Many employers provide their employee with dental treatment as a benefit of employment. The employer may provide all dental treatment at no cost with the exception of lab fees. However, what are the considerations when an employee has dental benefit coverage? Should the insurance be billed? How much should be billed? What happens if the benefit is maxed out? These are all questions that pertain to professional courtesy discounts.
Offering professional courtesy discounts dates back to Hippocrates. The practice served to build bonds between doctors, and to reduce the incentive for doctors to treat their own families. There are stipulations on the correct way to offer professional discounts when an employee has insurance. The keyword is disclosure.
As a contracted provider in a dental plan, under what circumstances can a dentist waive patient/employee responsibility for co-pays, deductibles and non-covered services?
Most dental plans are not designed to cover 100% of all costs. Patients are usually expected to share in the cost of the treatment. A typical plan might cover 80% of the cost and the patient would be responsible for 20%. A participating dentist may occasionally offer patients discounts in instances of professional courtesy or financial hardship; however, this must be disclosed to third party payers on the claim form. A dentist who regularly writes off or fails to collect the patient’s portion misrepresents to the dental carrier the fee actually charged. The American Dental Association policy on waiver of copayment states “ A dentist who accepts a third party payment under a copayment plan as payment in full without disclosing to the third party that the patient’s payment portion will not be collected, is engaged in overbilling.
The essence of this ethical impropriety is deception and misrepresentation; an overbilling dentist makes it appear to the third party that the charge to the patient for service rendered is higher than it actually is. “
If a dentist submits a claim for an approved fee for $100.00 but accepts the payment of $80.00 as payment in full, the dentist’s actual fee is only $80.00. Misrepresentation of the actual fee charge is known as overbilling. This may lead to termination of participation agreements and may be reported to the state licensing board. The correct way to report discounts on claim forms is to enter the fee the dentist intends to collect as payment in full in the total fee column of the claim form. This insures the discount is applied to both the plan portion and the patient portion. A comment should also be documented in the remarks section of the claim form indicating an employee discount has been offered, and the patient responsibility has been waived.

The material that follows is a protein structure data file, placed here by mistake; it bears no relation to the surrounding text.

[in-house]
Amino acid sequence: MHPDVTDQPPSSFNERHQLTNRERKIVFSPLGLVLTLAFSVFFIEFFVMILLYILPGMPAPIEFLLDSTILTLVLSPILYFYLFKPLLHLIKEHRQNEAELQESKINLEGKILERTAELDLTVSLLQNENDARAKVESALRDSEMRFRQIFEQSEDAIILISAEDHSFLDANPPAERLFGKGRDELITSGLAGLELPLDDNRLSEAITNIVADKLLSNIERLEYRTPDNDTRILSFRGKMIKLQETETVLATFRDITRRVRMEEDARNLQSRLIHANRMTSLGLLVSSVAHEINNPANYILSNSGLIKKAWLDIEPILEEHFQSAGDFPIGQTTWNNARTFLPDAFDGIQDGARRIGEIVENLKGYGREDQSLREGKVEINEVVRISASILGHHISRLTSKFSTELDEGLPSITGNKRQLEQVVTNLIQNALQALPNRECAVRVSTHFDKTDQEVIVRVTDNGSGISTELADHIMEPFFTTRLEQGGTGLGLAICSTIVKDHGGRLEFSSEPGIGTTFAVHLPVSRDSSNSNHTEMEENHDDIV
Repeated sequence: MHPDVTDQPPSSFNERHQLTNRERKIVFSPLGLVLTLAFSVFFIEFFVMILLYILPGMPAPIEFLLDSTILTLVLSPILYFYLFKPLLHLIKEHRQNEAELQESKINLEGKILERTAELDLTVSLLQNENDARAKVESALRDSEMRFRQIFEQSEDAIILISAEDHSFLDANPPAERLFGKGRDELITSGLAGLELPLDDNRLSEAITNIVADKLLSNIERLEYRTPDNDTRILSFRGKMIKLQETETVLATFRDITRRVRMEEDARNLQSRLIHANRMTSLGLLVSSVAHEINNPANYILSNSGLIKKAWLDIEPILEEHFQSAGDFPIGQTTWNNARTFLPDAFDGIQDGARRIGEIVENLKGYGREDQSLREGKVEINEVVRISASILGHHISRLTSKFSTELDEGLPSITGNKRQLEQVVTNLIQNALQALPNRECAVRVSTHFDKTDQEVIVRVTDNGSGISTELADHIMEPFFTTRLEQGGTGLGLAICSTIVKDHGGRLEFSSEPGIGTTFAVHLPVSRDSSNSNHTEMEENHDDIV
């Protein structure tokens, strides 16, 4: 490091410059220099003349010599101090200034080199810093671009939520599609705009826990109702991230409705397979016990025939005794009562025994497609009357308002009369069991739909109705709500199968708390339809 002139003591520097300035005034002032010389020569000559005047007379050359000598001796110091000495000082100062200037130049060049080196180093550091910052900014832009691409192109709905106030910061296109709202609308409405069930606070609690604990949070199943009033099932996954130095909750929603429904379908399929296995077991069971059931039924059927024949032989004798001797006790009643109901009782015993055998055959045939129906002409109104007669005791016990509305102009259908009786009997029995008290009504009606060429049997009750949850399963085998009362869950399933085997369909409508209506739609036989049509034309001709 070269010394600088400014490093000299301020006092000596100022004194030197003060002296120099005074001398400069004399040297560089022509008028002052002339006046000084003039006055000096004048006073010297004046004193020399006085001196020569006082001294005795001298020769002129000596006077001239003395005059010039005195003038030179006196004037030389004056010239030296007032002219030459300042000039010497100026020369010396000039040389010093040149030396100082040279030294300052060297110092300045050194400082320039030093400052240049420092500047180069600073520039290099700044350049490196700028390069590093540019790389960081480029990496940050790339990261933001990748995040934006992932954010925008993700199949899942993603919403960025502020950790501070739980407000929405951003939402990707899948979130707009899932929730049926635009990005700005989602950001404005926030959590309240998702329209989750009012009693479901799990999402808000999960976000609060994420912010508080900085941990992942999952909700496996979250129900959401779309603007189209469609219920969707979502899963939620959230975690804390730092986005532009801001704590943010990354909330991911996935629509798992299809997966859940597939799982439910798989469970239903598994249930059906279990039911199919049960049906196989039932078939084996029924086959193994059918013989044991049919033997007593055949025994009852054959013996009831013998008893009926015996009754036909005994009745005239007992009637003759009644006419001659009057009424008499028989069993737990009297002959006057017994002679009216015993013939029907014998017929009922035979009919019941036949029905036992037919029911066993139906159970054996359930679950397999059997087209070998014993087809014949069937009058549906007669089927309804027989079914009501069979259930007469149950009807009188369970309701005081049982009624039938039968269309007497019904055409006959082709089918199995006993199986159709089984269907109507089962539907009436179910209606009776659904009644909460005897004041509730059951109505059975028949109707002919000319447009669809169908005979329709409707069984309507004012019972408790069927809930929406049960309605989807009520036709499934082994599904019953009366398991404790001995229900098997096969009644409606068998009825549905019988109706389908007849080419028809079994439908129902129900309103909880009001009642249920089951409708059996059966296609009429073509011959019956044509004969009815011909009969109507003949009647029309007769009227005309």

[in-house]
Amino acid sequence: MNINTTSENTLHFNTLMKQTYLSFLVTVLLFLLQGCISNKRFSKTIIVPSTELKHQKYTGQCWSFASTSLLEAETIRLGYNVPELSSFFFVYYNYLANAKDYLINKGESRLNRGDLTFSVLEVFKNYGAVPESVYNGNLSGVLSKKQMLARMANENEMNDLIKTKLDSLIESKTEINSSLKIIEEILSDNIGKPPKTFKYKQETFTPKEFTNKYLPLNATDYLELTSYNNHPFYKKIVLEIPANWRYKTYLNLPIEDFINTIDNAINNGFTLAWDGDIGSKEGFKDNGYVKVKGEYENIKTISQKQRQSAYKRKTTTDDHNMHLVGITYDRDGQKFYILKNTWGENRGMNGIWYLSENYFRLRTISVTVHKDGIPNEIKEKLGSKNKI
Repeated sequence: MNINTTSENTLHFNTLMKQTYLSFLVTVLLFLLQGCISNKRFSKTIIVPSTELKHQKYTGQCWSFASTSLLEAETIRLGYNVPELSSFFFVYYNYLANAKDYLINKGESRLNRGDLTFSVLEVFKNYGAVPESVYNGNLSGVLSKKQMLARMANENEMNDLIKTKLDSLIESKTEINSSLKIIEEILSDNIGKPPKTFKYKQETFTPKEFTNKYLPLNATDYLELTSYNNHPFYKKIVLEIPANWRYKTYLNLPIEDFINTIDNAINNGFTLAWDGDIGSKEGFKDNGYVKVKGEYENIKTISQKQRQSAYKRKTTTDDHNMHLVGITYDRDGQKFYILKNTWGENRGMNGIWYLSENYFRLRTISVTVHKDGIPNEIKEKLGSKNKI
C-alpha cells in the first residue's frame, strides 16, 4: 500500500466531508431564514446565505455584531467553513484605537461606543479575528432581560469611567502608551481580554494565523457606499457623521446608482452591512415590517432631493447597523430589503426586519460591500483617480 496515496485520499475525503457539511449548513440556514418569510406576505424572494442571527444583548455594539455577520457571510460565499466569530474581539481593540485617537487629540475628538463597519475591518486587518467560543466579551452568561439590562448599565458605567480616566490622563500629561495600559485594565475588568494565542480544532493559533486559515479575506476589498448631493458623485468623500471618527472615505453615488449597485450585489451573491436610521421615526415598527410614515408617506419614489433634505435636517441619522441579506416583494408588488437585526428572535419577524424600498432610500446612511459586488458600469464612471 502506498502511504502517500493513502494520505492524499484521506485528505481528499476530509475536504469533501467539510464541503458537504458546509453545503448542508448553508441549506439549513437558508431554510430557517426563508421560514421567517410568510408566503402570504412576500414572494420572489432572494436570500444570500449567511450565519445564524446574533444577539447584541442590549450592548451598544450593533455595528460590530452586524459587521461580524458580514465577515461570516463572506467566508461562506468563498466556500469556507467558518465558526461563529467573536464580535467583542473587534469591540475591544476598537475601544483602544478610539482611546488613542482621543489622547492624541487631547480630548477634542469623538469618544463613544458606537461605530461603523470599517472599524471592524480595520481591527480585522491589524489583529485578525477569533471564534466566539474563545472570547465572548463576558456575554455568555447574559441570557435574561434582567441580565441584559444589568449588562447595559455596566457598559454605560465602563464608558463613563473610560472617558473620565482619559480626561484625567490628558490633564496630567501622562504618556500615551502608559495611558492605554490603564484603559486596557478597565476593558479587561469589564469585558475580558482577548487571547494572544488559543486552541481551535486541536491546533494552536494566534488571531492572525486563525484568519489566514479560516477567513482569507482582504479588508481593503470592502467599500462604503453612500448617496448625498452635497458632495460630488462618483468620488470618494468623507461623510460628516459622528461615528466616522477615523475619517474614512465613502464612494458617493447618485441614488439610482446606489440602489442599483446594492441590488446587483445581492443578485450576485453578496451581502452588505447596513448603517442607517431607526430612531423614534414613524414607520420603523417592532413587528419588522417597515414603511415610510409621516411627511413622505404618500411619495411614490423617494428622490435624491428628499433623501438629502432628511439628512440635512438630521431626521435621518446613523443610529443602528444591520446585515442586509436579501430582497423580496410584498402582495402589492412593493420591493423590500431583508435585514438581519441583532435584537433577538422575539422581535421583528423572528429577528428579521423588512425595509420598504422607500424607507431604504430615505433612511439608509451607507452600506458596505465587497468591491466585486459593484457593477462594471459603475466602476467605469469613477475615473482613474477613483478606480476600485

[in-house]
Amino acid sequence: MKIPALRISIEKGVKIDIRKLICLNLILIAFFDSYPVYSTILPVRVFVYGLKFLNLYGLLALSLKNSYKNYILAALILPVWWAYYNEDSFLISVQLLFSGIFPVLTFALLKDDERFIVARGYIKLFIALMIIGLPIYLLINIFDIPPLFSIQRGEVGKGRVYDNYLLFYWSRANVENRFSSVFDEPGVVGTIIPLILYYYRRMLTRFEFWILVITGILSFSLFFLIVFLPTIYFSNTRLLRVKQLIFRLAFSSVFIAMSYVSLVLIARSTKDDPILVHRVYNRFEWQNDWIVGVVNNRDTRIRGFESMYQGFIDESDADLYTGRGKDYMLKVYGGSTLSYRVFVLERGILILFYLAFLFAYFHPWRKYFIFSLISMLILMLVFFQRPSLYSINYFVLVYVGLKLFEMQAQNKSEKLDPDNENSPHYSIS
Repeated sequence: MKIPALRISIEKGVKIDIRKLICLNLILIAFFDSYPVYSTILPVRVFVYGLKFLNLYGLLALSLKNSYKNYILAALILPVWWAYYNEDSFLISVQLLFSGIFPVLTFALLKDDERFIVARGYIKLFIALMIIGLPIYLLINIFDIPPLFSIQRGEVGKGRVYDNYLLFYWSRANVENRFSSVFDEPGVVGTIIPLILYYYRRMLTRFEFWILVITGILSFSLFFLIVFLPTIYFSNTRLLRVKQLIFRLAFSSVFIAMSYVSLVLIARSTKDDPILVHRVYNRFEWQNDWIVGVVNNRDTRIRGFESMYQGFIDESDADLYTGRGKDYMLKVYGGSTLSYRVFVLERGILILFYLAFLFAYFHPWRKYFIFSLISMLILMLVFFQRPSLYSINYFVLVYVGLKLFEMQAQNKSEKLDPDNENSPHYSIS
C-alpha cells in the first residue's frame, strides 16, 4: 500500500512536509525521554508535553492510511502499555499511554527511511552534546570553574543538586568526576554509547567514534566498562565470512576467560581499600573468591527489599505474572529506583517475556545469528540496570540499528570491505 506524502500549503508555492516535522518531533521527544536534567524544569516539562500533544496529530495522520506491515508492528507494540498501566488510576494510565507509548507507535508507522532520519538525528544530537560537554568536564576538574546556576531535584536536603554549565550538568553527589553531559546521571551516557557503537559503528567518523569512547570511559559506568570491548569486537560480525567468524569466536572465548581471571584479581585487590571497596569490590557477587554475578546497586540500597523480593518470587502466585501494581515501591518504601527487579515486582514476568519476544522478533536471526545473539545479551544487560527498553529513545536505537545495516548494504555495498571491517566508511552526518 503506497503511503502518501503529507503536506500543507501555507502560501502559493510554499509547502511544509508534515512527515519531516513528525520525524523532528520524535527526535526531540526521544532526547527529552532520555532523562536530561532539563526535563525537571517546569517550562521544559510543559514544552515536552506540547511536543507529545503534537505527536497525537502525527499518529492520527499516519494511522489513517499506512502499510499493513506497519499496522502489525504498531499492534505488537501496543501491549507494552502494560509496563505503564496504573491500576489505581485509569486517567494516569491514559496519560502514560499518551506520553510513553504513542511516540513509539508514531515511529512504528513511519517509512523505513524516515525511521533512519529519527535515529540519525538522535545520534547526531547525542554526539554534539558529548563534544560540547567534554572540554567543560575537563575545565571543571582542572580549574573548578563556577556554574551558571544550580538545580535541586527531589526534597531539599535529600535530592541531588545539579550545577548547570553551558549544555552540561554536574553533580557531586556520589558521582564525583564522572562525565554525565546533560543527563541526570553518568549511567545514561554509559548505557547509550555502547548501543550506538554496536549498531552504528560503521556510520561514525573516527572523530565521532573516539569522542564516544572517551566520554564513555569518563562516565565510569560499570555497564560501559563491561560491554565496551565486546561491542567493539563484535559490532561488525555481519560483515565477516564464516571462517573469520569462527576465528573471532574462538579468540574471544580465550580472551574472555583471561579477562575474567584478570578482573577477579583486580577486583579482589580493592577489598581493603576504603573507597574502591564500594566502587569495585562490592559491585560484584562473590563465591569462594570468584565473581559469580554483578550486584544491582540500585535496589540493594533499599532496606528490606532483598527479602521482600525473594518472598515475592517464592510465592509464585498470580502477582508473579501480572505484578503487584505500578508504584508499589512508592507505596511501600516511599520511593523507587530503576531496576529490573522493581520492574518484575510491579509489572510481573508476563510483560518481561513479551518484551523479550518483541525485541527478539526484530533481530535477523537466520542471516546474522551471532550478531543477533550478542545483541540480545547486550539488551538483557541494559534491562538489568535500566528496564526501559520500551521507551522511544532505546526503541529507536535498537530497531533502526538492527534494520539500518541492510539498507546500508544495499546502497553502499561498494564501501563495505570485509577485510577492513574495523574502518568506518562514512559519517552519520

When the fee charged to the patient is lower than the dentist’s usual fee, and it is correctly entered on the claim as the actual fee charged, there is no effect on the dentist’s participation agreement. It is also essential to fully document the treatment in the patient chart.
Once the dental benefits have reached their maximum through the dental plan, the continuation of benefits may be outlined in the employee manual.
After [for example, three months] of service, [employer] offers dental treatment for eligible employees as a benefit of their employment. These dental services are available to the employees’ family members: [for example, your spouse, significant other, domestic partner, child, parent, legal guardian, brother, sister, grandparent, grandchild, any in-law, and any person with whom you reside] at [for example, no charge, a percent discount].
Dental treatment is available subject to the following: [list the yearly limitations, who is responsible for lab fees, appointment hours, dental insurance and types of services available under the plan]. Dental benefits are at-will and may be modified or cancelled at any time at [employer]’s discretion.
So, if you offer an employee with dental coverage a professional discount, what steps should you take?